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Never, Ever, Ever Buy “What to Expect When You’re Expecting”

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What to Expect When You’re Expecting is iconic.  It is the title of a movie.  It was the book Hugh Grant was reading in “Nine Months.” It is the book everyone rushes out to buy the minute the test is positive.  And it is absolutely the last book I would recommend buying a first-time parent.  Speaking as someone who read it during my first pregnancy, it terrified the crap out of me.

When you find out you are pregnant, it is a big, scary deal, even with a planned pregnancy.  You are growing a person.  Everyone you know (and many you don’t) will suddenly recall horror stories about pregnancy and labour, and are compelled to share them with you in gory detail.  In case you aren’t nervous enough, What to Expect will bring week by week hypochondria to the experience, telling you not only how big the baby is and how your body has changed, but also what horrible crisis can occur to you and your fetus this week!  Preeclampsia! Placenta previa! Oligohydramnios!

Some doctor’s offices (including my own OB-GYN at the time) not only don’t suggest it as recommended reading, but in fact discourage expectant mothers from reading it. The authors are not medical doctors, and there is a lot in there that is questionable, including many iffy holistic treatments.  Also, as a Canadian, this book is aimed at the US market, and our health care system and options are different enough that it makes a big difference.

Here are my recommendations for pregnancy books here in Canada, based on my own reading and experiences – please feel free to comment with your own recommendations:

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Canada’s Pregnancy Care Book.  This book was fantastic.  A solid, reassuring book put out by the amazing pregnancy clinic at Mount Sinal Hospital that covers a wide range of topics and has lots of practical information.  They don’t assume that you have a ton of money, and there are great tips for healthy eating and fitness during pregnancy that you can use even with a tight budget.  They cover complications, but you are more likely to feel reassured by the information than alarmed.  Good for both reading through from cover to cover, and for keeping on hand as a resource.  This is my number one recommendation for first-time parents.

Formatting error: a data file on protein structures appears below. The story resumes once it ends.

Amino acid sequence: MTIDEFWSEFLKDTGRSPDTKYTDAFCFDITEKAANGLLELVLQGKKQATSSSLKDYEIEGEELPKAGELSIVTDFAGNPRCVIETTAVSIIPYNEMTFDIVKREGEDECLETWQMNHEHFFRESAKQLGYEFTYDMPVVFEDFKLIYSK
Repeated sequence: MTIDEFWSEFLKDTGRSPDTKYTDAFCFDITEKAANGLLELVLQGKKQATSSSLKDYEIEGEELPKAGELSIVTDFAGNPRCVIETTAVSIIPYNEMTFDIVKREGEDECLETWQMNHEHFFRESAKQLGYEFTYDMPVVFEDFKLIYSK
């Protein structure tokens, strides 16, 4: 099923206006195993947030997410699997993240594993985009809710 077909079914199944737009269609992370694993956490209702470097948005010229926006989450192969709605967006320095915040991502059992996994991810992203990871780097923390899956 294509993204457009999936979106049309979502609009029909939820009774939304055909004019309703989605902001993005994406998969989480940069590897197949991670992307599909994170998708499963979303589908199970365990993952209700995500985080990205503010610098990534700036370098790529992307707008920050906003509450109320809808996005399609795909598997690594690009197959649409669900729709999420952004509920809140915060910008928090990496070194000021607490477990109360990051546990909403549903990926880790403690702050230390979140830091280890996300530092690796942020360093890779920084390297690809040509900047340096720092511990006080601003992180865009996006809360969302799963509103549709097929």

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Canadian Medical Association’s Complete Book of Mother & Baby Care. If you know absolutely nothing about pregnancy or babies, this is the book for you (and me).  I was the first of my friends to have a child, and I had literally changed one diaper in my life before my daughter was born.  This book has step-by-step instructions and photos for all the things that people just assume you know.  How to express breast milk.  How to properly clean and change a baby. How a diaper shirt works.  How to give a baby a bath (imagine trying to wash oiled jello that is actively trying to escape).  This book is why my children are still alive.

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The Mother of All Baby Books. This is a great book as a reference – it has really handy charts and a great list of resources and services.  If I could get just those things, it would be perfect.  The other parts I found more annoying, because the author is very pushy about some topics. It made for good practice in taking the advice I found helpful and ignoring the rest.

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Ruby is Painfully Beautiful and Worth Every Minute

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Cynthia Bond has written about how terrible human beings are in the most beautiful way possible.  I never really needed to use the term “lush prose” until I read this book.  The words are fat, and gorgeous, and paint a picture that you wish was not quite so vivid because Ruby is full of horror and misery, and a tiny bit of loveliness.